How do employees earn their living in Damascus these days? Through legitimate or twisted ways?
Damascus – Nour Al-Huda Kheyata
Press reports have always talked about the cost of living in “the world’s oldest”, poorest, most miserable capital, and perhaps one of the most dangerous also.
According to figures, the Syrian family needs at least 325,000 Syrian pounds to survive, according to Tishreen newspaper, without including renting costs for thousands of displaced families.
Tishreen published the data as mentioned earlier a year ago when the dollar exchange rate was about 500 Syrian pounds. Still, today, the exchange rate has doubled, and, consequently, prices have doubled too, with a slight or almost negligible increase in the public and private sectors’ wages (a 20, 000 Syrian pounds increase).
The average monthly salary of government employees is about 80,000 Syrian pounds, and at best, it may reach 120,000, including all the incentives and promotions that the employee may receive.
In the private sector, the situation is almost the same, as the salaries range between 120,000 and 150,000 Syrian pounds at best.
As for administrative positions, salaries may reach 200,000 Syrian pounds at best. So how do people manage to survive? How do they secure the necessary money to support their families?
One job is not enough!
It may be naive for an employee or worker to rely on one job, as working in two or three different places has become common in Damascus, and the worker has to leave one workplace to join the other. For instance, a taxi driver has to work two and perhaps three shifts in the morning, evening, and by night.
The same situation applies to the private sector workers, as many of them work in other jobs after the end of their work hours, such as teaching or translating.
The employees or workers are trying to provide extra income, other than his monthly wage.
One worker in the family is not enough!
Gone are the days when the father is the only breadwinner of his family. Nowadays, the entire family, including husband, wife, sons, and daughters, have to work, each according to his ability. By the end of the month, all the salaries are accumulated to cover the costs of living, or at least each family member suffices his or her own needs and contributes with an amount to support the household.
Students also started getting jobs, as each student is required now to search for evening or night time jobs to help his family, instead of consecrating all his time to study.
Work within work
One of the ways to get extra money is to consecrate some time to do an additional job while being already at work, especially in government jobs. Thus, the employee goes to his workplace, checks his presence in the work register or fingerprints the digital time attendance device, and goes out to do another job until noon. Then, he returns and rechecks his presence in the same way.
He thus earns his basic job salary and gets another wage from the work he did during that time.
Corruption and theft
You cannot cross the border carrying any official documents or even sign it without paying a bribe to the government employees responsible for the task; otherwise, you will never have access to the service you need.
Scenes from Diaries of a General Manager are daily re-incarnated in reality, as bribes are handed to employees publicly, without any sense of shame or fear.
Some justify taking bribes, either for him or for his colleagues, by merely saying: “How can we survive by relying only on our salaries, without accepting tips?”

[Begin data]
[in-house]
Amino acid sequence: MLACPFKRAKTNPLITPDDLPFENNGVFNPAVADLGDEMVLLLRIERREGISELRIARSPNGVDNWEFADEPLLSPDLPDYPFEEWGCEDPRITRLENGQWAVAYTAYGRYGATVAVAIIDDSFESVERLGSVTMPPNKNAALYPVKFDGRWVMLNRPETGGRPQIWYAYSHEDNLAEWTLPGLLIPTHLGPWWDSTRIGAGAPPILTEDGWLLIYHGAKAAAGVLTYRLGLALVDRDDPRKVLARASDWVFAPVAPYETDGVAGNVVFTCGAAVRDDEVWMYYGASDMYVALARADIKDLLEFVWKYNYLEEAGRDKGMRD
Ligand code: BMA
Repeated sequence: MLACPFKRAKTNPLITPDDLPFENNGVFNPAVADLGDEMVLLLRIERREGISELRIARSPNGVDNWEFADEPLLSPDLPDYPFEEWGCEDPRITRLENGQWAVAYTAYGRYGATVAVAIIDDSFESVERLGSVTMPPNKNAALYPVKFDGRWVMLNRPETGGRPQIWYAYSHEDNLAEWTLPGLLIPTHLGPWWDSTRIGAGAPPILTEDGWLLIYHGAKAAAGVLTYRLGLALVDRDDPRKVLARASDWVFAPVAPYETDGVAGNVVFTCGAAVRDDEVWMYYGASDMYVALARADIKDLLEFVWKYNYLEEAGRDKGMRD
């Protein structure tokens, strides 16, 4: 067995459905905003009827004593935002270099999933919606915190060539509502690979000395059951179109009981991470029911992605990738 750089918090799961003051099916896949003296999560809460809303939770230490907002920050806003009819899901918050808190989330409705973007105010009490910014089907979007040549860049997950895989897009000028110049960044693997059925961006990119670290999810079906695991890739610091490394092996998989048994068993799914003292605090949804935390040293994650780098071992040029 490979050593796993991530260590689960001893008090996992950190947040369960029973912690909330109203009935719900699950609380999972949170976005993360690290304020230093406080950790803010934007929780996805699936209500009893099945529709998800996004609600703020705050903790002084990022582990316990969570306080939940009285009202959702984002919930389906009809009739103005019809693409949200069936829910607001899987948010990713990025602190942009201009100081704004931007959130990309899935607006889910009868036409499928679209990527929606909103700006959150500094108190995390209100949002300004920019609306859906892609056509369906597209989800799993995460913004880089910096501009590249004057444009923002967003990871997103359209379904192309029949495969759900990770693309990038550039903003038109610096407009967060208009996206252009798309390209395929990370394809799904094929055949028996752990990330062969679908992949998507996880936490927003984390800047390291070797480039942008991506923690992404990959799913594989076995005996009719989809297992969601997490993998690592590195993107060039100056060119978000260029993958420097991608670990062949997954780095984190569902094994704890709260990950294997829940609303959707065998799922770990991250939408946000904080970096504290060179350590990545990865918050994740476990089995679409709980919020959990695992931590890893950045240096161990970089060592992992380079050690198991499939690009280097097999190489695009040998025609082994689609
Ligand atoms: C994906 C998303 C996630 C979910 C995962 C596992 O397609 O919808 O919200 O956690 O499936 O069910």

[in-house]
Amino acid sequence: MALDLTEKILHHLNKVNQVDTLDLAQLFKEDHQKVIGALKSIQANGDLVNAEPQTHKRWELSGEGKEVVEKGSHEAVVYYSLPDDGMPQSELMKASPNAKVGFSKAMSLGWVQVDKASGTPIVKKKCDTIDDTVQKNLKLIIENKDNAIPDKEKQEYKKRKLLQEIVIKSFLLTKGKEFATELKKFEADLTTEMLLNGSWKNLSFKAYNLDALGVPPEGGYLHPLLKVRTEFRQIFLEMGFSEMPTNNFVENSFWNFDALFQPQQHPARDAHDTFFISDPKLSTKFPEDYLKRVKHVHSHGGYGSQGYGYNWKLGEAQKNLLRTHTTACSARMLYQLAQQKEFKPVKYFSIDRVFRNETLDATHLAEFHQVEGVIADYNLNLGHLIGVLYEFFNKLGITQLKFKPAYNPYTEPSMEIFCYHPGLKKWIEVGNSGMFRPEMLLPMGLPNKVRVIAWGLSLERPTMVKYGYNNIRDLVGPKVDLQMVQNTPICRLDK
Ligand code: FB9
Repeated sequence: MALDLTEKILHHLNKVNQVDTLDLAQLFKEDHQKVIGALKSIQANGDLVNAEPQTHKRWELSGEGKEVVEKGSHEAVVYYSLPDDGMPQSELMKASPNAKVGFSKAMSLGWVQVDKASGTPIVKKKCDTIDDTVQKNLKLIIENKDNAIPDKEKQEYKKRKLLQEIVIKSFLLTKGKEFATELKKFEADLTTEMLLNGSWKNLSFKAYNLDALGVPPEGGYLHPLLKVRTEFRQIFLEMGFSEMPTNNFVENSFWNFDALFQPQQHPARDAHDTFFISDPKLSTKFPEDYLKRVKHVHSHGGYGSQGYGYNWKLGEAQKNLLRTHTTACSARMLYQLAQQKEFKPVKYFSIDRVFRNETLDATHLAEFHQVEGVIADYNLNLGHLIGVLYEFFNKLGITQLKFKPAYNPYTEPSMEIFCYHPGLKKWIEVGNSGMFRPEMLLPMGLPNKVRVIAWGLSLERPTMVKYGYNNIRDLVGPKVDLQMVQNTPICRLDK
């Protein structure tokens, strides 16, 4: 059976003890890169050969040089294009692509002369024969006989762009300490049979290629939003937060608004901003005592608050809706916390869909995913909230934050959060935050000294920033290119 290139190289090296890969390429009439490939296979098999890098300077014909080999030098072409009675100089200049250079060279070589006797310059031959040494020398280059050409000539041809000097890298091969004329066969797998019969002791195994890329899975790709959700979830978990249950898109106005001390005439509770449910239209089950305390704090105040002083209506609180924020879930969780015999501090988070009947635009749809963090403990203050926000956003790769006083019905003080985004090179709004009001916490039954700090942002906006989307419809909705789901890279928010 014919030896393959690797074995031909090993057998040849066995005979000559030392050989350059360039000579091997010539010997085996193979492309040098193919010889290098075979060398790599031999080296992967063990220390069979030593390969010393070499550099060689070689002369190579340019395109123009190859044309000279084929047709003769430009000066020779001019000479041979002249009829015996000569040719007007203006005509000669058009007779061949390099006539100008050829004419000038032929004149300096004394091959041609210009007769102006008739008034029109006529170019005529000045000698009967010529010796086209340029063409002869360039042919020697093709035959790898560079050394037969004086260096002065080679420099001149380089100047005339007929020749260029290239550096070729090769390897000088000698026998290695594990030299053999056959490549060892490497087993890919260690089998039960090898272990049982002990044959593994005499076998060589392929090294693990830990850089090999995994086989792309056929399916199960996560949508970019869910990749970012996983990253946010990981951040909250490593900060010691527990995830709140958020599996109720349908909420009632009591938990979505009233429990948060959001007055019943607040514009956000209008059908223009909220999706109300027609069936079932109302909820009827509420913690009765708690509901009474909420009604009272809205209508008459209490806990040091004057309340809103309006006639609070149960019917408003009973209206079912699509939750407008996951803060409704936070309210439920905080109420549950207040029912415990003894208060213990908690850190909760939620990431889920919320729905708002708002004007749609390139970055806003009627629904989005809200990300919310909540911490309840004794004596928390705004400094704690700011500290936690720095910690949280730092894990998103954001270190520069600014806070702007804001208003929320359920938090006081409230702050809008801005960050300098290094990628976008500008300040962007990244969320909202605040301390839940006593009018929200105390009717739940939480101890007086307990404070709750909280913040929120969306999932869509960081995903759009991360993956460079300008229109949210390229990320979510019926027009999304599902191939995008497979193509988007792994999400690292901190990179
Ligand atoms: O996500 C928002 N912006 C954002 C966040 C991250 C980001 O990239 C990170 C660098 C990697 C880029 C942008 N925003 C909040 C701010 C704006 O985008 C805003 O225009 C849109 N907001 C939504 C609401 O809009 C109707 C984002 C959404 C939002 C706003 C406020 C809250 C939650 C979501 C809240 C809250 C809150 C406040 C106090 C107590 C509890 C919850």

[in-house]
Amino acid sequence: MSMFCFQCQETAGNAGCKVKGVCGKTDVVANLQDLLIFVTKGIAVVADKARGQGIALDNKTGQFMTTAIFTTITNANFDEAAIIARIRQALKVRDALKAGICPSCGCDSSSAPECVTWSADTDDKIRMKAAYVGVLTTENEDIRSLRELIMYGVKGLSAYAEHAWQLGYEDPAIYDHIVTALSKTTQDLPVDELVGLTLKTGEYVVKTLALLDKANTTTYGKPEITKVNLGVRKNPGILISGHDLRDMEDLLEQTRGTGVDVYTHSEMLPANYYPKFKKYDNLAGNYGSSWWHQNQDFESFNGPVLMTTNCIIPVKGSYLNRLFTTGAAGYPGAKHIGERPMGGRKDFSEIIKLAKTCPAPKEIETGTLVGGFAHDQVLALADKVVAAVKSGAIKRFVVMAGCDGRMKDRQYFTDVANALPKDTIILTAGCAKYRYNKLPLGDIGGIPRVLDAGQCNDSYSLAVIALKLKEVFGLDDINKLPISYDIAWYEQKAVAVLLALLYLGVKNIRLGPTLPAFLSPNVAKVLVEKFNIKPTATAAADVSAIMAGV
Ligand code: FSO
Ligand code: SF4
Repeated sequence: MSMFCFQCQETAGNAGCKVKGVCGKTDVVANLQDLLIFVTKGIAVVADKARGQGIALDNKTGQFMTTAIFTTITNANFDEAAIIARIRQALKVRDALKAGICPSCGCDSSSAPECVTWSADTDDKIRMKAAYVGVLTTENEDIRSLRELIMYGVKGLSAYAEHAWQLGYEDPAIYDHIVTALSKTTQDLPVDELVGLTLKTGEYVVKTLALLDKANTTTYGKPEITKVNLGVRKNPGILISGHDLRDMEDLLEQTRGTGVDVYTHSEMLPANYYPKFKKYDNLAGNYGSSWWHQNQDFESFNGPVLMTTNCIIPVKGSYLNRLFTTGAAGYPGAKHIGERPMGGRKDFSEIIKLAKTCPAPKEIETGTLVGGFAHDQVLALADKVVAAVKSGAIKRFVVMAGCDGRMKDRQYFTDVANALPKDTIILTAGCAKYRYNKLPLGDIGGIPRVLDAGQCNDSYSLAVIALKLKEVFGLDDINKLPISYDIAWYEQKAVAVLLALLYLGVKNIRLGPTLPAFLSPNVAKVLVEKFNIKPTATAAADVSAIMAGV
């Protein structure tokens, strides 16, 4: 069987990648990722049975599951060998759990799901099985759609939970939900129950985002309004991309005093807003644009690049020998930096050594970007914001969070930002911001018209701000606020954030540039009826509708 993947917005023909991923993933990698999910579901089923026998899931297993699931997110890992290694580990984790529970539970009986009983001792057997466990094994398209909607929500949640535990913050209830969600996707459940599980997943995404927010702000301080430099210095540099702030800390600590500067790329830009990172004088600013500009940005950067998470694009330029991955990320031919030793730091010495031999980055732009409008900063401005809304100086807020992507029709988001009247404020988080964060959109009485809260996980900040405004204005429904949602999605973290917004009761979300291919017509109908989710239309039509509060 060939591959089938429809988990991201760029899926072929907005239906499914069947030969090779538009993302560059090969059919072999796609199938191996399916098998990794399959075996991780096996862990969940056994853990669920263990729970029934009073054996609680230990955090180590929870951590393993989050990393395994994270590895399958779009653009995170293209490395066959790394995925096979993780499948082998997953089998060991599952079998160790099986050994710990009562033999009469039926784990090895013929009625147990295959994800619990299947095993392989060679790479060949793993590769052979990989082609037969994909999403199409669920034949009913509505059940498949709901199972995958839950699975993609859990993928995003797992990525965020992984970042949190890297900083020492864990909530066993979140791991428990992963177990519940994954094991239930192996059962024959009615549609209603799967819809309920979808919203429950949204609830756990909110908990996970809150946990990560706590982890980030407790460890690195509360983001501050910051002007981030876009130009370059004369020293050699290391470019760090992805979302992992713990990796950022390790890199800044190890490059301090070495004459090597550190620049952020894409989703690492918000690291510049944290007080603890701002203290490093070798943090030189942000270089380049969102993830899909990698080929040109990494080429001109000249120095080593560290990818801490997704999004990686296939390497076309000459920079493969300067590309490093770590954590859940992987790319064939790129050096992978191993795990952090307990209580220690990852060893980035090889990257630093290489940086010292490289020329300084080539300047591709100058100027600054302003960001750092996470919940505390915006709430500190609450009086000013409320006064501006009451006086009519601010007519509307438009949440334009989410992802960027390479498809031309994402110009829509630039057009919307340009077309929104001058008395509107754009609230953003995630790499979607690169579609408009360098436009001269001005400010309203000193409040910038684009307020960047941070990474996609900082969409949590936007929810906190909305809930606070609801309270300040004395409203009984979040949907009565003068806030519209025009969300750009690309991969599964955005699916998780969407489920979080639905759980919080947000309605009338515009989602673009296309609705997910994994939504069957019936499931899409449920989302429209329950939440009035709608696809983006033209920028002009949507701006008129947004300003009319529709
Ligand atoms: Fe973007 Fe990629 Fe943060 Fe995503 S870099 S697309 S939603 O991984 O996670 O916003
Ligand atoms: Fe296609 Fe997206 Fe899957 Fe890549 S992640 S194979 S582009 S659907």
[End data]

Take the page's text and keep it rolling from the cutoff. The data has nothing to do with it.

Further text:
The value of these tips ranges from 500 pounds to 2000 Syrian pounds for one signature. Therefore the employee can save an extra amount of cash that may equal or exceed his monthly salary to support his family.
Bribes are not limited to government jobs but spread even to the private sector, so you can bribe the dentist secretary to skip other patients and meet the doctor sooner, or bribe an insurance officer, to increase your benefits.
Syria ranked second to last in the annual report list of the Corruption Perceptions Index 2019, issued by Transparency International, which monitors transparency and corruption in 180 countries around the world.
In its annual report issued on 23 January, Transparency International ranked Syria 178th with 13 points, followed by South Sudan and Somalia in the last rank, with nine points.
Theft and kidnapping
The phenomenon of robbery, pick-pocketing, and kidnapping has also spread in Syria, with the increase of poverty rates to an unprecedented level. Instances of theft range from stealing workplace equipment such as stationery, furniture, and electrical appliances, to taking millions of Syrian pounds in exchange for suspicious deals or fake contracts.
As for pick-pocketing, it became so common that a day would not pass without recording multiple incidents of stealing mobile phones or women’s bags in the garages and crowded areas.
The kidnappings appear to be the lowest so far, although some cases are being recorded from time to time. Usually, the intention behind the kidnapping is not political or sectarian, but purely economic, as the kidnapper requests a hefty ransom in exchange for the release of the kidnapped.
“If it is destroyed, then it is ruined.”
There are still some crushed families who survive with legitimate sources of income but suffer significantly to secure a living. Thus, other families resort to twisted ways to earn some extra cash and justify it, saying that they had to do it.
Tishreen quoted some economists saying that 90 percent of the Syrian people live below the poverty line, compared to a UN statistic, included in its needs assessment for 2019, which stated that 83 percent of the Syrian people live below the poverty line.
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